Published in The History of Parliament: the House of Commons 1790-1820, ed. R. Thorne, 1986
Available from Boydell and Brewer

Background Information

Right of Election:

in the inhabitants paying scot and lot

Number of voters:

about 1,000


(1801): 6,730


21 June 1790WILLIAM CROSBIE396
 William Paxton287
 William Paxton381
25 July 1797 MANNERS SUTTON re-elected after appointment to office 
8 May 1801 MANNERS SUTTON re-elected after appointment to office 
8 Feb. 1805 HENRY WILLOUGHBY vice Manners Sutton, appointed to office 
17 Feb. 1806 POLE re-elected after appointment to office 
19 May 1814 GEORGE HAY DAWKINS PENNANT vice Cotton, called to the Upper House 

Main Article

On the face of it, the pact in operation since 1715, whereby the dukes of Newcastle and the Suttons of Kelham returned a Member each, was maintained in 1805 when the Sutton interest lapsed and was replaced by that of the 6th Baron Middleton, whose forebears had formerly intervened in borough elections. A fourth interested party, Sir Jenison William Gordon, 2nd Bt., was a consenting party to these arrangements.1 But Newark remained, after all, an open borough with a sizeable electorate. There had been contests in 1774 and 1780, and in 1790, with both Members supporting government, another developed. The 3rd Duke of Portland, the Whig leader, had hesitated to interfere at Newark; but late in 1789 his brother Lord Edward Bentinck appeared there and conferred with William Dickinson Rastall, the ringleader of the ‘Blue’ opposition to the patrons, who had 50 tenants. Bentinck was rebuked by the and Duke of Newcastle for this and denied any conspiracy; but Rastall put up a candidate congenial to Portland, the nabob William Paxton*, rejecting overtures from a ministerialist army officer and a neighbour ‘of republican principles’.2

In a disorderly election Paxton was defeated, but objected to 162 votes cast for his opponents, who objected to 72 cast for him. According to his sponsor, he should have been returned by a majority of 74, but only 645 votes were allowed. His and his supporters’ petitions to the House turned on the right of election, and the submissions as to that turned on the House’s decision of 11 Jan. 1699, which awarded the franchise to those ‘who pay and ought to pay scot and lot’. This did not necessarily rule out persons not rated, but the mayor had accepted ‘none but those whose names were upon the rates as paying or being liable ... to pay scot and lot’. The submissions appeared to be to the same effect, to the ‘surprise’ and ‘entertainment’ of the committee, which rejected both and awarded the vote to ‘the mayor, aldermen and all the inhabitants paying scot and lot within the said borough’, 22 Mar. 1791, and the seats to the sitting Members. The decision was contested by further petition, 9 June 1791, but this eventually lapsed.3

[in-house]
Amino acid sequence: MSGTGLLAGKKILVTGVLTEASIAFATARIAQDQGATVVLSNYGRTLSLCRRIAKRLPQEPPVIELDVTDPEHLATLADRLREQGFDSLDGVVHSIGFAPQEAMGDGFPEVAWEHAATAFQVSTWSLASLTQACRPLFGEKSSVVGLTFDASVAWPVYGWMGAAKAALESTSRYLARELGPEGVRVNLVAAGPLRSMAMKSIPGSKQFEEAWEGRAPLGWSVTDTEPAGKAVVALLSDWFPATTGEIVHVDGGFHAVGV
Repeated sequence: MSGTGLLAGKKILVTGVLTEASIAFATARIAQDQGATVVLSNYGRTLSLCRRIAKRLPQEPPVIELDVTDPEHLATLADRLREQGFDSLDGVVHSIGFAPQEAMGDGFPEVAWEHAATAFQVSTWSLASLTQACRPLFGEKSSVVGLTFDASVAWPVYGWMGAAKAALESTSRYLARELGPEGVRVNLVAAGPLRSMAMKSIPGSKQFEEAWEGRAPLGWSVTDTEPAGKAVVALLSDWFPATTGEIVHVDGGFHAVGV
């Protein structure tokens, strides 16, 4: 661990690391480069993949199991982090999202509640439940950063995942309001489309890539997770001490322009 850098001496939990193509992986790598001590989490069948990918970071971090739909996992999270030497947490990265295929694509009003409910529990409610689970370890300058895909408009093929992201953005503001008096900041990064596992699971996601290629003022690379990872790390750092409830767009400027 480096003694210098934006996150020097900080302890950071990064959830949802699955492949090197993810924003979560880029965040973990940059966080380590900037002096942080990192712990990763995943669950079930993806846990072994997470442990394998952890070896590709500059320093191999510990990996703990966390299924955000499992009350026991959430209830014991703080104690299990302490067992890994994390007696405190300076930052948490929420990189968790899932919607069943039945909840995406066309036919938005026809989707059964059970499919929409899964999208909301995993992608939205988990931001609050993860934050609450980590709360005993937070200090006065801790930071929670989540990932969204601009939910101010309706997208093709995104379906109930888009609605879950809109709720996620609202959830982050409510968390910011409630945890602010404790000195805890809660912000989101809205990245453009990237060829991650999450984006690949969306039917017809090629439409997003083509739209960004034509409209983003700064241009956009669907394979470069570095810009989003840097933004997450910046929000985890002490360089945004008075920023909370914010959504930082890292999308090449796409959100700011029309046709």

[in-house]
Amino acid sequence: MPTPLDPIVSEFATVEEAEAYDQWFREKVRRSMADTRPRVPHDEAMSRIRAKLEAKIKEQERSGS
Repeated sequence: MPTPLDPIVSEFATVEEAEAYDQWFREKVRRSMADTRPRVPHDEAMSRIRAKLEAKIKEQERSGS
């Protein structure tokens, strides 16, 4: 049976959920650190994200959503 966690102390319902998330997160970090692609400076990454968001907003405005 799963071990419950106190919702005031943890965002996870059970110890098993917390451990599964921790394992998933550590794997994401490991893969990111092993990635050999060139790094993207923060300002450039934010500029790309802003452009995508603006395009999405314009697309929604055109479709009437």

Portland, having joined the government, had no wish to countenance opposition to the patrons in 1796 and on 14 May appealed to Paxton’s sponsor to play the peacemaker, ‘by any other means than those of an unconditional surrender’. The rejoinder was that Paxton had been put to much expense and now stood such a good chance that he had been offered a coalition by ‘a person of rank and fortune’ against the patronal nominees; but

if the other two parties could agree to let Mr Paxton sit the next Parliament without opposition, I would undertake to protect the person they should unite in supporting, both against expense and opposition by any third interest ...

This proposal was rejected when Pitt conjured up another nabob, Mark Wood, against Paxton who, again standing alone, was defeated, giving up after only a day’s full poll, when 288 electors had yet to vote.4 The candidature accepted by Wood had been refused ‘by at least half a dozen’, and in his view he had saved the Newcastle interest for the 3rd Duke’s widow, whose son was a minor. To Wood’s indignation he was informed by the duchess in October 1800 that he must look elsewhere for a seat. Apart from the danger of his cultivating his own interest the duchess’s remarriage to Charles Gregan Craufurd* who wanted to assume control of the ducal boroughs, had undermined his situation. Wood’s offer to pay all the expenses of reelection and buy off any new protégé of the duchess’s was refused and nothing came of his threat to persevere. The duchess named Sir Charles Morice Pole and there was no opposition, the committee of 16 who managed the election for the ‘united interest’ spending £604 12s. 2d. on the election.5

It was in 1802 that the 6th Baron Middleton prepared to revive his family’s interest. He wished, if possible, to replace the Suttons as ally of the Newcastle interest; but if the Suttons gave up the representation and the Duchess of Newcastle attempted to return two Members, he was prepared to place himself at the head of the Blue interest. The duchess warned him against this and promised him that if the Suttons consented she would accept him as an ally.6 Thus on Sir Thomas Manners Sutton’s vacating his seat in 1805, Middleton’s cousin Willoughby was returned. There was no opposition to the Newcastle-Middleton alliance, the electors being satisfied with an annual supply of coal as the price of their acquiescence.7

Author: R. G. Thorne


  • 1. Nottingham Univ. Lib. Newcastle mss NeC 2672, 6580.
  • 2. Ibid. 2666, 2680, 2684; Portland mss PwF3348.
  • 3. Newcastle mss NeC 4500; Public Advertiser, 22 June; Lincs. AO, Heron mss, Manners Sutton to T. Heron, 19 Dec., reply 23 Dec. 1790 enc. in T. to Sir R. Heron, 9 Feb. 1791; CJ, xlvi. 17, 51, 334, 705; xlviii. 18; Morning Chron. 12 Mar. 1791.
  • 4. Portland mss PwV110; PwF3348; Add. 38368, f. 206; Alphabetical list of the poll (1796).
  • 5. SRO GD51/1/200/25; Notts. RO, Tallents mss DDT22/77, Newark election 1802.
  • 6. HP transcript, Duchess of Newcastle to?, 19 Mar. 1803.
  • 7. Lincoln, Rutland and Stamford Mercury, 7 Nov. 1806; Newcastle mss NeC 6575, 6580.